“Against A Civic Death”
The Contemporary Austin, Ongoing through August 26
by Neal Baker
As the winner of the Suzanne Deal Booth Art Prize, Rodney McMillian scored the dream gig. He has been allowed to take over The Contemporary’s entire space with his extensive work “Against a Civic Death.” The ongoing project is about as multimedia as it can get, featuring painting, sculpture, sound, and audience interaction via a giant tapestry depicting the White House that can be peeled back to view a surreal video work shot in The Contemporary’s own backyard at Laguna Gloria. McMillian is the kind of artist who can extract profundity from something as everyday as an armchair. That this new work should take on something so monumental and loaded as the White House should speak to how much is on his mind. The beauty of it, though, is that in his representation, it doesn’t seem monumental at all. His deconstruction is born out of McMillian’s own thoughts about race and the quotidian experience of living in a country whose past and present are full of divides. Each medium he explores finds another way to cast concrete structures of power into abstraction. But this isn’t without space reserved for practical action, as the exhibit invites visitors to prepare for civic duty by offering voter-registration on-site.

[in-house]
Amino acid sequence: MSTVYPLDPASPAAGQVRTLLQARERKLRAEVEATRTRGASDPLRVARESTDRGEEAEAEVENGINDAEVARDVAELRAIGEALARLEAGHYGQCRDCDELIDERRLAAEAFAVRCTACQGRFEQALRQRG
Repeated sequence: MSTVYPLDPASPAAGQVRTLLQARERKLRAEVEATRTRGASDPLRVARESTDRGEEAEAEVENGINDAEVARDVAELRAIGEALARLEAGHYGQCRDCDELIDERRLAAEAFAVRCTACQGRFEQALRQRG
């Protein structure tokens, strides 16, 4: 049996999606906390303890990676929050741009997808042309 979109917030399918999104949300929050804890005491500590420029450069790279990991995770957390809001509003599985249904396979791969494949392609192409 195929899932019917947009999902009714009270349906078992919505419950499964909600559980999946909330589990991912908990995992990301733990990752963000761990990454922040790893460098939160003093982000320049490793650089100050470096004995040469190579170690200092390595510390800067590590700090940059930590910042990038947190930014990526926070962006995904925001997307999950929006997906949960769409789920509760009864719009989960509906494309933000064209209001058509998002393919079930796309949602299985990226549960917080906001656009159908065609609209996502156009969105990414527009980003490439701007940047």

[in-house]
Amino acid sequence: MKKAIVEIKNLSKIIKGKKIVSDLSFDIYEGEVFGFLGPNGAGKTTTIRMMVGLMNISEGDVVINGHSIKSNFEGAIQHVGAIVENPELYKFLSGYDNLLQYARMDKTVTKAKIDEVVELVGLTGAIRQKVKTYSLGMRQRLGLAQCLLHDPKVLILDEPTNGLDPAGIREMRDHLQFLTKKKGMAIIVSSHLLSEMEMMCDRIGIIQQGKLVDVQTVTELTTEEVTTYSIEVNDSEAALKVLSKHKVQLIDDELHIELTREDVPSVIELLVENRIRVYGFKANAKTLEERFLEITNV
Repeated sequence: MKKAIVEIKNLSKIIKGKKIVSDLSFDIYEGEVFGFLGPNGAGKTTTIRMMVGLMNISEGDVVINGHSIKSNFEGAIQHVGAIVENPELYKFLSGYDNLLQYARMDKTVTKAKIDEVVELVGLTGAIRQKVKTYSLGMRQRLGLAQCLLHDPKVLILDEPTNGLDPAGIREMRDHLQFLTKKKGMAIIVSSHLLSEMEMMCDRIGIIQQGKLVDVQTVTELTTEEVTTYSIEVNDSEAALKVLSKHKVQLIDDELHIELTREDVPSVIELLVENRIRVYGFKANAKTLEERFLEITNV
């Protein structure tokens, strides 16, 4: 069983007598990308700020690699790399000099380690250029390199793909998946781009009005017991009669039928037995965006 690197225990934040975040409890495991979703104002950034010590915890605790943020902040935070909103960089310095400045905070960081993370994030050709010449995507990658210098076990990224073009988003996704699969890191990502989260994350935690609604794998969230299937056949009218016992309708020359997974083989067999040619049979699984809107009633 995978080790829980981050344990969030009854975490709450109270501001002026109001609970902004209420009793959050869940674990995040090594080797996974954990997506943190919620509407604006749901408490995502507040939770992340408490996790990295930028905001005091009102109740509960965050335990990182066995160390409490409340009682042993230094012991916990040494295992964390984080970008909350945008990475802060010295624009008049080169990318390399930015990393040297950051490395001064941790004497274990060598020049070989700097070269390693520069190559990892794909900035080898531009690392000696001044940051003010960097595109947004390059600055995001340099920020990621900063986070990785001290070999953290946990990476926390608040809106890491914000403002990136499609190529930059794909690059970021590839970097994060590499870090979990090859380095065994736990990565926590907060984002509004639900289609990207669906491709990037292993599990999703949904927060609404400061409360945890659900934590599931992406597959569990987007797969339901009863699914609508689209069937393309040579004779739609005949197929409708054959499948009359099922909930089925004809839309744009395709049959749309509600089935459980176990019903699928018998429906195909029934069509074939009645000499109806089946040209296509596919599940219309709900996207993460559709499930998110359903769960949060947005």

The month of May provides a special opportunity to explore part of the inspiration for this work through The Contemporary’s “With Liberty and Justice for All” film series. On May 23 comes “Chisholm ’72 – Unbought & Unbossed,” a documentary about the landmark presidential campaign of first-ever black congresswoman Shirley Chisholm, whose words play back in McMillian’s exhibit. “Free Angela and All Political Prisoners” follows on the 30th. Both films will be showing on the rooftop of the Jones Center.